Monday, December 01, 2008

The Summers of Love

So, here’s the gig: I assigned my College Prep class a Top Ten assignment—a meme, if you will. The “rubric”: make the list, include images, and then write 50 words (no more, no less) about each item and why it made your list. Relevance to one’s collegiate preparedness? Blogskills, of course. Teaching up and coming urchins the skill of writing pieces that are immediately transferrable to Blogtopia.

I brainstormed a few ideas: Top Ten “Things”; Top Ten Songs for My Wake; Top Ten Gospel Songs (I don’t know ten of them by name, but I sure know ‘em when I hears ‘em); Top Ten Places; Top Ten Places in Tres Leches; Top Ten Movies (way too hard). I’ll spare you the urchin brainstorming I heard, other than the predictable Top Ten Guitarists (one urchin, cruising an online list: “Who’s Robert Johnson, Mr. Booker?”). I finally settled on Top Ten Junior High Love Songs (1966-1968). Goofy enough, but also serious enough to merit listing. What junior high Scorpio isn’t goofily, seriously in love, or seriously, goofily in love, I ask you?

I tried to set some parameters: must be slow-dance love songs; must not be breakup songs; must not be revenge songs; must be songs I actually danced to while in junior high. Many of the songs in the final ten fail on some count or another, but I can say that my surprising choice (even to me) for #1 song fit the bill on all counts.

One further note: for an old man as funkified as I am now, this list is shamefully white bread. Though Stevie Wonder was around in those years, it wasn’t until his string of genius albums from 1971-1976 that I climbed on that wagon. Chaka had not ascended yet and, let’s face it, my ears were just not tuned enough in those years. I was all about Sly, but his groove was more Agape than Eros.

Without any furthers, I give you, in descending order (as urchin KS-G reminded me the list should be), PMB’s Top Ten Junior High Love Songs (1966-1968). These were the days of “real” “junior high” “schools.”

PMB’s Top Ten Junior High Love Songs

10. “I Think We’re Alone Now” (Tommy James and the Shondells): This song would not make any other list of mine now, but I have to admit that tryin’ to get away into the night, well, that was what we all dreamed of, right? It captured the frenzy of nuclear vapors in bodies dying to explode, heart-throbbing at the very end.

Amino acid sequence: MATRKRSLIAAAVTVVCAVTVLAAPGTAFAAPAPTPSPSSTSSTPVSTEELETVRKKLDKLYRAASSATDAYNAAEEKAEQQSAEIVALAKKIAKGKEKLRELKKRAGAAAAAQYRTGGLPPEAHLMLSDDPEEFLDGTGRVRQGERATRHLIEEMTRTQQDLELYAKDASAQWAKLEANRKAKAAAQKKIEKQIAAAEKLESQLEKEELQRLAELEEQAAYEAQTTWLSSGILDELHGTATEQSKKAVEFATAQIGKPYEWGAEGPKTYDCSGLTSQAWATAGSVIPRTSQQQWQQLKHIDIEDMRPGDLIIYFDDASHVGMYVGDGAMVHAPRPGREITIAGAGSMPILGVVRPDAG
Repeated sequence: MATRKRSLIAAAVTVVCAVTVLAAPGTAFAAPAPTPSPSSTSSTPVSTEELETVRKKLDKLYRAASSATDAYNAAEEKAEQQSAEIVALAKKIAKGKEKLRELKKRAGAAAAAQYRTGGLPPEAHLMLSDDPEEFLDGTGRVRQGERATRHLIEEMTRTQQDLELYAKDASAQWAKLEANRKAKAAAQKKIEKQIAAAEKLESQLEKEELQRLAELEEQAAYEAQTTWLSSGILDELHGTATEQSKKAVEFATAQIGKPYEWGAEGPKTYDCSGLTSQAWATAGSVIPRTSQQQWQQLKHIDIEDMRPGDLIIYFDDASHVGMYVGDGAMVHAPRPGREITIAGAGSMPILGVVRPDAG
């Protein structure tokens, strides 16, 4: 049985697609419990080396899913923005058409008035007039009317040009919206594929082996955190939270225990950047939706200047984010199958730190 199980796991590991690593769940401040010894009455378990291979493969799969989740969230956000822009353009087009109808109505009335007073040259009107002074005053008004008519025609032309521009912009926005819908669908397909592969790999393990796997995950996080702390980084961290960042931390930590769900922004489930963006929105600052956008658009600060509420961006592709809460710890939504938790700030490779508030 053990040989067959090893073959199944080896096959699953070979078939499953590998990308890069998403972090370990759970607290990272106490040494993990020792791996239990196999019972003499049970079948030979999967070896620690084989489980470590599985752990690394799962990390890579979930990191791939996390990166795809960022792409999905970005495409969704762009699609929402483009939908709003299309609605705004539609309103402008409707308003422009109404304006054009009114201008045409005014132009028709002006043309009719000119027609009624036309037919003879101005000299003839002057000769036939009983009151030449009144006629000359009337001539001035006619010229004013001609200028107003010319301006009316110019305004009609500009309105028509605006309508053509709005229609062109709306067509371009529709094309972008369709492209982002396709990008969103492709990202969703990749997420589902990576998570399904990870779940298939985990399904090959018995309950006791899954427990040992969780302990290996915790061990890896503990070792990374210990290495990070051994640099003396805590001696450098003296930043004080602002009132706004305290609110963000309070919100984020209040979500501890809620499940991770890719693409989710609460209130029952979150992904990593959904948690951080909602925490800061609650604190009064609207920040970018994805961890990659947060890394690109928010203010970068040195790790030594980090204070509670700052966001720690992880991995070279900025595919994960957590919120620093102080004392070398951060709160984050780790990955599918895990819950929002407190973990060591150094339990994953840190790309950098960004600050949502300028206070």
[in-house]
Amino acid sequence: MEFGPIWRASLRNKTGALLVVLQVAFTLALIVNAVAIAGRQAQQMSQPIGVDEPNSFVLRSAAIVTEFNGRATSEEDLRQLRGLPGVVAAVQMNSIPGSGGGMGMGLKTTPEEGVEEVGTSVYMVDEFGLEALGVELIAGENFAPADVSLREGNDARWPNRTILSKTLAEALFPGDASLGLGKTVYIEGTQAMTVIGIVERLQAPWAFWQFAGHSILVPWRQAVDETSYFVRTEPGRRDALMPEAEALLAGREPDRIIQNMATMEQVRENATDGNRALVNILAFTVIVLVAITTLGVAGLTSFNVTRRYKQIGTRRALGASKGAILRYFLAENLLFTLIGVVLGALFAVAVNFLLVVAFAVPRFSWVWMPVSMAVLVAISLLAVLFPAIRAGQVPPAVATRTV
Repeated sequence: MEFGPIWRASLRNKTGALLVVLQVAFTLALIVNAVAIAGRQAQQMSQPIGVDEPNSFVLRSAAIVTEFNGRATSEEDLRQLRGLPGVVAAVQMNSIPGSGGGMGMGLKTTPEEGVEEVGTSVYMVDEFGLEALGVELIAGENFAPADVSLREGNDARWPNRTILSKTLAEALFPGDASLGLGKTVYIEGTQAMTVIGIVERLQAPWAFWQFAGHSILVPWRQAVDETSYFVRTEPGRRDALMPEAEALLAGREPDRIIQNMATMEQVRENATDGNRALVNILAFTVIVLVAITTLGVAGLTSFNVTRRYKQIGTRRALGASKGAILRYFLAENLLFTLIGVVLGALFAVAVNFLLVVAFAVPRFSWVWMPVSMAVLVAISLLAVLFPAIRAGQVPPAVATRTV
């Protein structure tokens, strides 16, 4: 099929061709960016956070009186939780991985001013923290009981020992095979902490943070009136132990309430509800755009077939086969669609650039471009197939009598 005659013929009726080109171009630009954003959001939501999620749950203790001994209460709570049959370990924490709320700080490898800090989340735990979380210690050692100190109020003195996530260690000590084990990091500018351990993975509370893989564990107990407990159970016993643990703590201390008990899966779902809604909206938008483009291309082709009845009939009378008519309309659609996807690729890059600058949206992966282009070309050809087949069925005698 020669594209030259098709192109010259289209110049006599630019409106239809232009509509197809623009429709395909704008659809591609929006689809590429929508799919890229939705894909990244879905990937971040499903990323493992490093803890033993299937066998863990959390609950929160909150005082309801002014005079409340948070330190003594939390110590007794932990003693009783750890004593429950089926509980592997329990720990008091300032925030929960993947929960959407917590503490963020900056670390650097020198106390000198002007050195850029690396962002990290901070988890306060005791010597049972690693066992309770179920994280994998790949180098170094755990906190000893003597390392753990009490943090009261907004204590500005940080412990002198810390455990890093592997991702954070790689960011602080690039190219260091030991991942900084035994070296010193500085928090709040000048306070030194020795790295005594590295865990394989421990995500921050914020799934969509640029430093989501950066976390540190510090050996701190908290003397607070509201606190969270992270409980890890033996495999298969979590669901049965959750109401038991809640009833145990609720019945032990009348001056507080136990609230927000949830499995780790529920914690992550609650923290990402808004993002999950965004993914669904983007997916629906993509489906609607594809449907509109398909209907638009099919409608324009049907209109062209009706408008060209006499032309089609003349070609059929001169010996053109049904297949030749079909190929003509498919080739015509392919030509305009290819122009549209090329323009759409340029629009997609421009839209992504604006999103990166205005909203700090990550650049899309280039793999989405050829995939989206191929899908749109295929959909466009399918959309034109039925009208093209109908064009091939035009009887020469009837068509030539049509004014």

09. “96 Tears” (? and the Mysterians): This song fails on all counts, because I HATED this song when it was out. Austin’s 1970s reggae Lotions revealed the evil genius of this song to me, with their bacchanalian 20-minute covers on stage at the beloved Liberty Lunch. Blame placement on ? himself; the song insisted on inclusion.

08. “Dedicated to the One I Love” (Mamas and the Papas): If memory serves, the moms and dads standing soaked in a swimming pool on the album cover. And speaking of “cover,” yes, they’re not the first, but I was a fool for it and them on this one. Choral out the wazoo, old-timey piano in the background, whispering and lovely.

07. “You Were on My Mind” (We Five): Way too damn fast to dance slowly (or at all) to, but it’s about as romantic-sappy as you can get in its bright shiny just to ease my pain yearning, its soaring vocals, and that breathless McGuinn-like Rickenbacker finish. Yes, I know they looked like frat boys and girl mascot.

06. “More Love” (Smokey Robinson and the Miracles): Learning to drive on FM 1049 in Uvalde County, this William H. Robinson beauty slipped onto the summer of ’67 airwaves; any time it came on, I’d crawl to 5 MPH to make sure I could hear the whole thing on the 1.5 mile drive from grandparents’ to uncle’s house.

05. “Today” (Jefferson Airplane; Surrealistic Pillow): We all remember how SP smashed our heads with Ms Grace and her shuddering “Somebody to Love” and hypnotic “White Rabbit,” but this is probably the most beautiful song on the list, from a most unlikely source. Imagine a junior high head blown by Ms Slick and then this follows.